In the journey of life, failure is often considered a dreaded outcome, a symbol of defeat and disappointment. However, it is crucial to recognize that failure is not the end, rather it can be a stepping stone towards success. Our ISRO’s scientists were disappointed after the failure of the Chandrayaan 2 mission but at the same time, they were determined enough to study the south pole of the moon. Years later, India made history and became the first-ever country to land on the south pole of the moon. The successful Chandrayaan 3 mission, we all know about.
Now, it’s time to study the mighty sun. ISRO is working on a challenging mission to unlock the mysteries of the sun with ADITYA- L1.
ADITYA- L1, the mission to study the sun, is the first-ever Indian space-based observatory-class mission by ISRO. The spacecraft will be launched by PSLV-C57 and will be placed in the halo orbit of l1. The expectations from this mission are to get the most crucial information to understand the problems of coronal heating, Coronal Mass Ejection, pre-flare and flare activities, and their characteristics, dynamics of space weather, the study of the propagation of particles, fields in the interplanetary medium, etc.
Let’s include a few of the terms used in this blog in our dictionary for better understanding…
- Lagrange Point: It is the point in space where the gravitational pull of two large bodies equals the necessary centripetal force required for a small object to move with them. For a two-body system, there is a total of 5 Lagrange points namely, l1, l2, l3, l4 and l5. The Lagrange point l1, lies between the Sun and the Earth. Lagrange point has a unique characteristic in that it can be orbited by a halo orbit.
2. Halo Orbit: A halo orbit is a 3-D periodic orbit near the Lagrange points(l1, l2, l3). Orbits like these provide a line of sight.
Halo orbit, Source: Wikipedia
3. Coronal Heating: It relates to the question of why the temperature of the corona of the Sun is millions of kelvin, while that of the surface is only in thousands.
4. Coronal Mass Ejection: The ejection of the magnetic field and accompanying plasma mass from the Sun’s corona into the heliosphere is what we refer to as Coronal mass ejection.
5. Space Weather: It refers to the changing environmental conditions in space. The interaction of the Earth’s magnetic field with the high-energy photons from the Sun triggers a magnetic disturbance near the Earth. Also, there are flow of radiation and magnetic fields from the sun which affects the charged particle environment near the Earth and other planets.
Why study the Sun?
The sun is the largest object in the solar system and the nearest star to the Earth. Therefore, it can be studied in depth. It is a dynamic star in our solar system and extends much beyond what we see. Studying the sun can also help us in knowing about the other stars of the Milky Way.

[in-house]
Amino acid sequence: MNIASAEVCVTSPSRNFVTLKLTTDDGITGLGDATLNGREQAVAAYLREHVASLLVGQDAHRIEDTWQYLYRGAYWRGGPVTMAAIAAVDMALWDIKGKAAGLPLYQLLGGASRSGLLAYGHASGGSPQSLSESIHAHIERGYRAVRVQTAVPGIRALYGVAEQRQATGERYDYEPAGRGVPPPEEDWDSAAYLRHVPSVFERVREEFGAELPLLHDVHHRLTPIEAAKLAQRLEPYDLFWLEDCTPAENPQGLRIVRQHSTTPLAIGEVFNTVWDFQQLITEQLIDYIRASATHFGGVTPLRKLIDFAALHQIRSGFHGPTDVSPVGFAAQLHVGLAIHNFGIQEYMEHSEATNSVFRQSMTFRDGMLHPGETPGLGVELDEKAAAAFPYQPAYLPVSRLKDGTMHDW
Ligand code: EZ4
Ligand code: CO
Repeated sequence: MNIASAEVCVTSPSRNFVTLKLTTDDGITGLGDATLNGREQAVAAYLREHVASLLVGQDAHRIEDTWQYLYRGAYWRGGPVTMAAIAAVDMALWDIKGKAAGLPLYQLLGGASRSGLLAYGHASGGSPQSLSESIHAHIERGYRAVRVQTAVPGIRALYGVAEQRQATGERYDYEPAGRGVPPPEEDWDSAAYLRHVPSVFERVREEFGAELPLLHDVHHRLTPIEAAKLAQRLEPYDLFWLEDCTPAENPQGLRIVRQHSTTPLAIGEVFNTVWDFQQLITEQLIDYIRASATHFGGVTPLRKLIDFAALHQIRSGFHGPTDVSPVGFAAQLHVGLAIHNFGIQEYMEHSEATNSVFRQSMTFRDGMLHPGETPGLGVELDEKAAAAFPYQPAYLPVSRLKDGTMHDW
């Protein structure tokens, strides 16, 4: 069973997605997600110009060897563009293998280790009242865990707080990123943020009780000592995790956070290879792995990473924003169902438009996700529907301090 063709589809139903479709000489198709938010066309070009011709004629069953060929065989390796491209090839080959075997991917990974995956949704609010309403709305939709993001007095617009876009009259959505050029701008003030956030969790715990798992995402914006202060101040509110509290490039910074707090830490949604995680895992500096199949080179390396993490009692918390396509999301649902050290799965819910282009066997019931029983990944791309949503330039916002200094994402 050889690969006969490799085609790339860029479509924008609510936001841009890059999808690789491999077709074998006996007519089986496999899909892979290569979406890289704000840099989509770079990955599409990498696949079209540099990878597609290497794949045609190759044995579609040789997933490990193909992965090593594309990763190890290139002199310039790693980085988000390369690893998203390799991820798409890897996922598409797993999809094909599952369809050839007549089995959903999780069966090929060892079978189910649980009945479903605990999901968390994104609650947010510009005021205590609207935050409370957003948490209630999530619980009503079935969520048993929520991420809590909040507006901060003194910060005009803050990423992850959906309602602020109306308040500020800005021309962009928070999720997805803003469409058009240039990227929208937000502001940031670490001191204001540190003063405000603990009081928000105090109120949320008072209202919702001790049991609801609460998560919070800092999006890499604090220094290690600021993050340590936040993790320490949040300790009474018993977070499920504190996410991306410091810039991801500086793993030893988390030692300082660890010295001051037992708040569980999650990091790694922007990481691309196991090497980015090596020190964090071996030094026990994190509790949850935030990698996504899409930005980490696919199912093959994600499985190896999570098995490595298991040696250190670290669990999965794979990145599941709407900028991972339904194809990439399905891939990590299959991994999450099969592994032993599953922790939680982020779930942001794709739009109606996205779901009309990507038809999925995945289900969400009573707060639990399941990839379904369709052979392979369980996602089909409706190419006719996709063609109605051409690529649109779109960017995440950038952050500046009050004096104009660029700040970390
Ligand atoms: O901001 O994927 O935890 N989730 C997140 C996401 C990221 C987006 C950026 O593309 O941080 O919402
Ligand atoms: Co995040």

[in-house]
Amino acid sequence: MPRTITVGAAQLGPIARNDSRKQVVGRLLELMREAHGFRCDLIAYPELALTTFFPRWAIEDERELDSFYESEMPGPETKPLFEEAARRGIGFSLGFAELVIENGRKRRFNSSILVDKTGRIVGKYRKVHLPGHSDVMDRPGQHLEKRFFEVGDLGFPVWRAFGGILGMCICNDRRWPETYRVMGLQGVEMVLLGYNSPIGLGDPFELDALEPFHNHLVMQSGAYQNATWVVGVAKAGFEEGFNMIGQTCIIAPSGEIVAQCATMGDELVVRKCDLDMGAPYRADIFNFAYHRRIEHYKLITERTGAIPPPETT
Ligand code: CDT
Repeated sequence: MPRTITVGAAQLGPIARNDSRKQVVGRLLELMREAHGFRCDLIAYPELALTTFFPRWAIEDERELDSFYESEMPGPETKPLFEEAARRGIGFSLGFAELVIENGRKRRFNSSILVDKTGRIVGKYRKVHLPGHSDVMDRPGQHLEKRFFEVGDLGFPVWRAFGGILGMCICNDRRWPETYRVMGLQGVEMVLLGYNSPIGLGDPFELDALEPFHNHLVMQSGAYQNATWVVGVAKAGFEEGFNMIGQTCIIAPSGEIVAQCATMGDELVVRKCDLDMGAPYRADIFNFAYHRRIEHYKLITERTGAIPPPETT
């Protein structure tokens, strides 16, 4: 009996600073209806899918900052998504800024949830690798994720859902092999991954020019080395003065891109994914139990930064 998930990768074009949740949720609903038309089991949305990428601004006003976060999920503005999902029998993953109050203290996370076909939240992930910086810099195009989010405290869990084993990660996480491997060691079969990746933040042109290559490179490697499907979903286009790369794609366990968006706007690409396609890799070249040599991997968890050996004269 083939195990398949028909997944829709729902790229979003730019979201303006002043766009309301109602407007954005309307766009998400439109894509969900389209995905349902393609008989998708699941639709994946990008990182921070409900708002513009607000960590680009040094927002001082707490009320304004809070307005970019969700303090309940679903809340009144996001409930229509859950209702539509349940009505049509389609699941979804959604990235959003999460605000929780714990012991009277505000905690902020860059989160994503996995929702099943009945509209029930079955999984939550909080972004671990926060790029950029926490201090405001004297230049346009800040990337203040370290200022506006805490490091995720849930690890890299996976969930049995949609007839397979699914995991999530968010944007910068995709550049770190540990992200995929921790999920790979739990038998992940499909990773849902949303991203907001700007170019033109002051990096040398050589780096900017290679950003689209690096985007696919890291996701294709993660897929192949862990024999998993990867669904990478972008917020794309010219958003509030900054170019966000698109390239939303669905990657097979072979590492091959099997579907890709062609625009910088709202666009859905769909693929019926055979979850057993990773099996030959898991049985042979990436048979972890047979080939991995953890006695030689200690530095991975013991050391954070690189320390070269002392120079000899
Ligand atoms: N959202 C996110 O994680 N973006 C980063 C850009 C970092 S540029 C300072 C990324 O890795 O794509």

The various thermal and magnetic phenomena of the sun are of extreme nature. Thus, the sun also provides an excellent natural laboratory to understand those phenomena that cannot be directly studied in the lab.
Along with these, the radiations from the sun, the high-energy photons and the magnetic field affect various spacecraft and communication systems.
Major objectives of the mission
- Understanding the Coronal Heating and Solar Wind Acceleration.
- Understanding initiation of Coronal Mass Ejection (CME), flares and near-earth space weather.
- To understand the coupling and dynamics of the solar atmosphere.
- To understand solar wind distribution and temperature anisotropy.
The uniqueness of the mission
- First time spatially resolved solar disk in the near UV band.
- CME dynamics close to the solar disk (~ from 1.05 solar radius) provide information on the acceleration regime of CME which is not observed consistently.
- On-board intelligence to detect CMEs and solar flares for optimized observations and data volume.
- Directional and energy anisotropy of solar wind using multi-direction observations.
Payload refers to the entity carried by the spacecraft in space to complete the objective and relay data back to Earth. The Aditya-L1 will carry seven payloads for the study of the sun.
SUIT Payload, Source: ISRO
Let’s learn about all the seven payloads in Aditya-L1:-
- VELC:- Visible Emission Line Coronagraph is designed to study solar corona and dynamics of coronal mass ejections
- SUIT:- Solar Ultra-violet Imaging Telescope to image the Solar Photosphere and Chromosphere in near Ultra-violet (UV) and, to measure the solar irradiance variations in near UV.
- SoLEXS and HEL10S:- Solar Low Energy X-ray Spectrometer and High Energy L1 Orbiting X-ray Spectrometer are designed to study the X-ray flares from the Sun over a wide X-ray energy range.
- ASPEX and PAPA:- The Aditya Solar Wind Particle Experiment and Plasma Analyzer Package for Aditya payloads are designed to study the solar wind and energetic ions, as well as their energy distribution.
- MAG:- Magnetometer payload is capable of measuring interplanetary magnetic fields at the L1 point.
Other Solar Probes
There have been over 20 missions by NASA and ESA since 1960 to study the sun. Some of them are listed below:-
- WIND:- Launched by NASA in November 1994 to study solar winds.
- SOHO:- Launched by NASA/ESA in May 1996 to investigate the sun’s core and corona.
- ACE:- Launched by NASA in August 1997 to have solar wind observations.
- DSCOVR:- Launched by NOAA in February 2015
- Parker Solar probe:- Launched by NASA in November 2018 to have a close-range solar coronal study.
The Aditya-L1 mission is a current ongoing mission by ISRO to study the Sun. The mission has the potential to significantly contribute to solving the mystery of why the Sun’s corona is so hot. It is a testament to the power of human ingenuity. Its quite exciting to see what the future holds for this mission and space exploration as a whole.